Interest rates can hurt the decisions taken by firms. For instance if we assume that the prices of trucks are increased by Big Drive Auto. In this case, if the interest is lowered than its previous year, it will drive down the prices of the vehicles. Intuitively it can be seen that as there is an increase in interest rates, there will be a negative demand for borrowing money as borrowing will become dearer. This will lower aggregate demand. As there is a fall in aggregate demand, there will be a decline in the demand for goods in the market, which will be reflected through less demand for products in the market. In effect, firms will face less demand, which will force them to drive down their prices. This effect has been continuously seen in the case of Big Auto Drive. As the interest rates fell (FRB, 2009) there has been a decline in the Price Indexes for Gross Output by Industry (BEA, 2009).
Table shows the correlation between interest rates and gross output in motor industry in the US. The correlation table shows that there is a negative relation between gross output and interest rates. An intuitive explanation for this is that as interest rates increases, there are fewer takers of loans from banks as the bank rates also increases and loans become dearer. This reduces the flow of money in the economy and consequently firms invest less leading to lower output by firms. Thus, higher interest rates increase the cost of operating a business and vice versa.
|Interest Rates||Gross Output by Industry|
|Gross Output In Motor Vehicle industry||-0.207966777||1|
Table 1: Correlation Between Interest Rates And FGross Output
A yield curve is a line that measures the ratio of interest rates and the time of maturity of a debt in a country. In other words, it is “the spread between the interest rates on the ten-year Treasury note and the three-month Treasury bill” (Estrella & Mishkin, 1996). This provides a beneficial tool for forecasting (Estrella & Mishkin, 1996). The current US yield curve is upward sloping with diminishing marginal increases implying as we move right, the curve becomes flatter. This indicates that the market is expecting risk-free interest rates in near future. This is because there are longer-term bonds have higher rates than the lower ones, indicating that there are expectations of interest rates in long-term is expected to decline and there is greater demand for long-term bonds.
Table 2 is a correlation analysis of vehicle sales (in thousands) for Big Drive Auto and interest rates. The correlation we get is positive. Intuitively it can be said, that as there is an increase in interest rates, the aggregate demand shrinks in the economy because loans become dearer. This reduces the aggregate demand in the economy, which is demonstrated through a negative relationship between interest rate and gross output of motor vehicles in the economy. Further, the correlation between interest rates and vehicles sales for Big Auto Drive shows that there is a negative relation indicating when there is an increase in interest rate, i.e. a restrictive monetary policy, the demand for vehicles reduces.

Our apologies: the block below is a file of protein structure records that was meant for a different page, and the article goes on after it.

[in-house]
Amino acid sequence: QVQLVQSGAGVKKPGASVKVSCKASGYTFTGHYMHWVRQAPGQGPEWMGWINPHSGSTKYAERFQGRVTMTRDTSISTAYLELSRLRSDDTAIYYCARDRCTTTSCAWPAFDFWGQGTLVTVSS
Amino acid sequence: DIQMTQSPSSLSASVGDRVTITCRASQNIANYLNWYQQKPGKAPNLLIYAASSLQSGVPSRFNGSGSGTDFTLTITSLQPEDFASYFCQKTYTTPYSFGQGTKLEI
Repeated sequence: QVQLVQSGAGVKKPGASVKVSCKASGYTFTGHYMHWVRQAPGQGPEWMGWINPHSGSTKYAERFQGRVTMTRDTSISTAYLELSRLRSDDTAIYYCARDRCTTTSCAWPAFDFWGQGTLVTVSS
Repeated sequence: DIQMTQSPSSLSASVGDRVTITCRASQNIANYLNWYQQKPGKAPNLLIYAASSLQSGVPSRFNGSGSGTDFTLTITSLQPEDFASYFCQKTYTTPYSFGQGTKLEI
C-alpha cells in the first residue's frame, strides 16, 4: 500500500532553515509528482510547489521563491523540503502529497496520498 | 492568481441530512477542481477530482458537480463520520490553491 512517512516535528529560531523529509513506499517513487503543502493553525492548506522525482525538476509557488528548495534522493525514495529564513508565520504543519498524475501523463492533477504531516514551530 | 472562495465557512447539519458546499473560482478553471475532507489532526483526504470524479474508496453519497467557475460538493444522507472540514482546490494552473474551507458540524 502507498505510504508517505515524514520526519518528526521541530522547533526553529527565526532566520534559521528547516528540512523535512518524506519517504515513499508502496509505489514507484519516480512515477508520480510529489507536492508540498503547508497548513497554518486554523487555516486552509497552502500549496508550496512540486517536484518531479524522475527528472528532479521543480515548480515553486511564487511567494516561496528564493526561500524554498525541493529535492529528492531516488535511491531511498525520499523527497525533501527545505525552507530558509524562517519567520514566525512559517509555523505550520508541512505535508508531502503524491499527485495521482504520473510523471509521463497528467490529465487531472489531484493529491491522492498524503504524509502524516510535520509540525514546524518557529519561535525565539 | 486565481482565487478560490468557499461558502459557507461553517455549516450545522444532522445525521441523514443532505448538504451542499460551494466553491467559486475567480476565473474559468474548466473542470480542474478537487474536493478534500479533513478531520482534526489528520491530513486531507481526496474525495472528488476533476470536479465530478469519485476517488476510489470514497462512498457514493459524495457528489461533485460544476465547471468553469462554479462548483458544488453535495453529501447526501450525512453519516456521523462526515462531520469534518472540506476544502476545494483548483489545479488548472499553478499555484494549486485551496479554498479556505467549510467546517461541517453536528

|Interest Rates||Vehicle Unit Sales (thousands)||Gross Output by Industry||Service Revenue (thousands of constant dollars)|
|Vehicle Unit Sales (thousands)||-0.45009||1|
|Gross Output by Industry||-0.20797||0.91965||1|
|Service Revenue (thousands of constant dollars)||-0.27541||0.642251||0.533926||1|
Table 2: Correlation Analysis
Other variables on which business planning is dependent are exchange rates. This is because today all businesses shave become increasingly global which increases the interaction of the firm with foreign companies. A strong exchange rate always gives the advantage of reducing the cost of production and vice versa. Further, if the exchange rate change is predictable and stable then the risk of exchange rate risk reduces considerably.
BEA. (2009). Industry Economic Accounts. Bureau of Economic Analysis. Web.
Estrella, A., & Mishkin, F. S. (1996). The Yield Curve as a Predictor of U.S. Recessions. New York. Web.
FRB. (2009). Federal Reserves Statistical Release . FRB: Statistics and Historical Data. Web.
U.S. Treasury. (2009). Daily Treasury Yield Curve. U.S. Treasury. Web.